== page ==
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Yet I have never blown up an engine. Funny how you want to say I know nothing about oil yet then you go on to try and justify 30 weight oil when FCA has changed to 40 weight oil. The first number does not change the oils weight, but I am talking a bunch of Bob is the oil guy people and that place is a total joke.
The first number is an indication of cold flow. It’s 5W for Winter - cold flow, and pour point, are NOT the same!

Typically, I the Winter weight is a solid indicator of minimum pour point, but different formulations of oil negate that. Red Line Oil is heavy in POE (Group V, Polyol Ester if you need explaining.) As much as 40%. Which is why the 15w40 will flow in very cold temps. But the Viscosity Index is in the 150s - and it’s HTHS is significantly higher than the 5w40 - the oil is noticeably thicker, based on those numbers. It means it will maintain a tad more oil pressure, but also that scraping it off the walls may be an issue for the rings, as these engines aren’t designed for that kind of HTHS. It also means, that although it may pour at very cold temperatures, it will do so very slowly compared with the thinner 5w40 which has a much higher Viscosity Index (Almost 180)

I have blown up a Couple of engines - none due to oil.... typically, it won’t blow up from incorrect oil - it will simply have excessive wear!
My specific failures can easily be traced to piston speed and rapid unloading at the time of the failure, resulting in stretching of the rod bolt, and flattening of the bearing on that journal...

But keep thinking that you know something. I talk regularly with a couple of Tribologists, one of whom used to develop oils for Driven....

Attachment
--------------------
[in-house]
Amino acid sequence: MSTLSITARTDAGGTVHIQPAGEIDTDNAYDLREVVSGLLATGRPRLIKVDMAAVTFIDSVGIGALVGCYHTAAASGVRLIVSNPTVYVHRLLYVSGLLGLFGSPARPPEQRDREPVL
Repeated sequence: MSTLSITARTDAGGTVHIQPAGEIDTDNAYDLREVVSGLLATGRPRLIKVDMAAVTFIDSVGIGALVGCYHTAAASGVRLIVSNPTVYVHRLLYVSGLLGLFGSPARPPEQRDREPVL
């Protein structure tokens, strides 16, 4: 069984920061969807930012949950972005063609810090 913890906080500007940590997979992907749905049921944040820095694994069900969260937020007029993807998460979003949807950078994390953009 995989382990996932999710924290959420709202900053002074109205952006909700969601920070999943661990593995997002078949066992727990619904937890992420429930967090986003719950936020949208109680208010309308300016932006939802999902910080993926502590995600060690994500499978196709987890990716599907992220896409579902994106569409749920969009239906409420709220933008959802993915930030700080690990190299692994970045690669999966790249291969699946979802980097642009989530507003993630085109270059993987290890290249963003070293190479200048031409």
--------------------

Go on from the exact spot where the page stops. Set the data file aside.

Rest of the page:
I’ve spent a decent amount of time asking some of the most knowledgeable people in the world questions about the oil I use to help educate myself.

I run Red Line knowing it’s not as good as some others, and WHY that is the case!
David support a friend of mine who recently ran 5.50 on 2 wheels, so I choose to support David!

Keep showing your ignorance...I’ll continue to provide accurate and factual information...
 

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Yet I have never blown up an engine. Funny how you want to say I know nothing about oil yet then you go on to try and justify 30 weight oil when FCA has changed to 40 weight oil. The first number does not change the oils weight, but I am talking a bunch of Bob is the oil guy people and that place is a total joke.
quote where 30 weight oil was justified?

OhioTech gave the reason why FCA reasoned for change from 30w to 40w. And then it was discussed of reasons why they may have made that change. He made a small comment on viscosity and the oil wedge and film characteristics in general also.

Like mentioned; oil dilution can have a significant effect on viscosity; not to mention that numerous states have a minimum biodiesel content in their pump diesel which adds yet another variable to how the fuel behaves in the crankcase. These are all technical factors which have been brought up that need to be considered when finding the "best" oil for the application.

And that's what the discussions are about, factual technical information and theory related to that research done. Which is multi factorial or quite complex. You lose me each time you comment...
 

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I always get a kick out of oil threads with all the people saying you better run spec so and so manufacture has or else. The fact is oil related failures are ultra rare, normally if you have an oil failure it is because the oil was either not changed in a timely manner or someone did not check the oil and let if get to low or they over filled the crankcase and the oil foamed because the crankshaft was spinning in it.